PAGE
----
This Handbook is designed to assist police officers in the prevention of, and response to, violence against women by familiarizing them with relevant international laws, norms and standards relating to violence against women and informing them about some promising practical approaches to effective police response to acts of violence against women. It addresses the rights of both victims and offenders.
Violence against women is a global issue of pandemic proportions, which has an impact on all societies. It violates the rights and fundamental freedoms of victims. Such violence can have a devastating effect on the lives of victims, their families and communities. Studies conducted on all five continents suggest that no society can consider itself immune from such violence. Violent practices that victimize women and girls transcend social, cultural, ethnic and religious boundaries.
Police are at the frontline of the criminal justice system. They are often called upon to intervene when an act of violence is in progress or shortly after it has occurred. Police work with victims, offenders, witnesses and various forms of evidence. Their attitude and response to all involved can have a dramatic impact on ensuing developments, including the prevention of future violent acts and the protection of victims. For example, in situations of recurring acts of domestic violence, the police response can help victims leave a violent relationship or, conversely, the victim, believing that nothing and no one can assist them, may remain in an abusive, violent setting.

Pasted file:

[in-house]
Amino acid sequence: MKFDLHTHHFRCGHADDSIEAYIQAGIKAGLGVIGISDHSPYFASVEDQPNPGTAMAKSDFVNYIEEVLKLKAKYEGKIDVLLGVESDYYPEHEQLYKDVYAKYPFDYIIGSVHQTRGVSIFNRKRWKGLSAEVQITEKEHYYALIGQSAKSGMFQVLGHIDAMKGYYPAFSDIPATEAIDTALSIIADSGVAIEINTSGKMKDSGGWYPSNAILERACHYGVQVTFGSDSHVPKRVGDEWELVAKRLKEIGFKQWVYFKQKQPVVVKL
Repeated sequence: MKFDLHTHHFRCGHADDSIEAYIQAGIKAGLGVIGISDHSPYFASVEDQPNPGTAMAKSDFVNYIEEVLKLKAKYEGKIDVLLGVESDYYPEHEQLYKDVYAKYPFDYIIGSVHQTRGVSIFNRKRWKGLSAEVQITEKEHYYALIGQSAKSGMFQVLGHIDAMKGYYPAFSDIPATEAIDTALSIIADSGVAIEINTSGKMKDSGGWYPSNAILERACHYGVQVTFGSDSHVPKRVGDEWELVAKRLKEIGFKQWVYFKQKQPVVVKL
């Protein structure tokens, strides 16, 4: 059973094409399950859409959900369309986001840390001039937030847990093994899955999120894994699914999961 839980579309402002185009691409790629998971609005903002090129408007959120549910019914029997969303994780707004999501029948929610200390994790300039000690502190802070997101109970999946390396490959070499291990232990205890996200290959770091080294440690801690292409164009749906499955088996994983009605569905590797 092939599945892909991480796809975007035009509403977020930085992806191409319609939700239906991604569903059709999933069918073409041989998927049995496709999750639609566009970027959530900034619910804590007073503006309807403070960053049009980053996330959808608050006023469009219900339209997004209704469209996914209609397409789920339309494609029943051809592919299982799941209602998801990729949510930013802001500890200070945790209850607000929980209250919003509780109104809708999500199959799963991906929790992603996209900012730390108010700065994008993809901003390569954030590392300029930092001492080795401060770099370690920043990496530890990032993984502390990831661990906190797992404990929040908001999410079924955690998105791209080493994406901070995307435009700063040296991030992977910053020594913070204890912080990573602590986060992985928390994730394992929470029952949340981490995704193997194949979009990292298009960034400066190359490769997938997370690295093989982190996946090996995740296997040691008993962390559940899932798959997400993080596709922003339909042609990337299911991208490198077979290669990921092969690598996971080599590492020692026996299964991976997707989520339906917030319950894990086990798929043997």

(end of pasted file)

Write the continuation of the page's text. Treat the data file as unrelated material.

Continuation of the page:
Police have long been under criticism for not doing enough to protect women from violence and for an often apathetic attitude towards the problem. However, police are only part of a much larger system: the cooperative, coordinated and effective involvement of courts, prisons, communities, non-governmental organisations (NGOs) and civil society is required to protect women against violence.
This Handbook is divided into seven chapters, with two annexes. It starts by setting the context and describing various forms of violence against women and justice system responses to such acts. This section (chapter I.A) is intended to raise the general awareness of the reader to the various forms of violence against women. The Handbook then goes on to identify applicable international conventions and standards, and state obligations, including those applicable to the police. The bulk of the Handbook focuses on suggested police responses to violence against women, including the police role in prevention, investigation and protection of victims and witnesses. Issues of threat assessment and management are addressed, as is personal safety planning for victims and the role of support agencies and services in the protection of women. Prosecution is addressed, as is inter-agency collaboration and the need to coordinate services that help enhance the safety of women. The annexes provide resources to assist police in their investigations and their ongoing learning.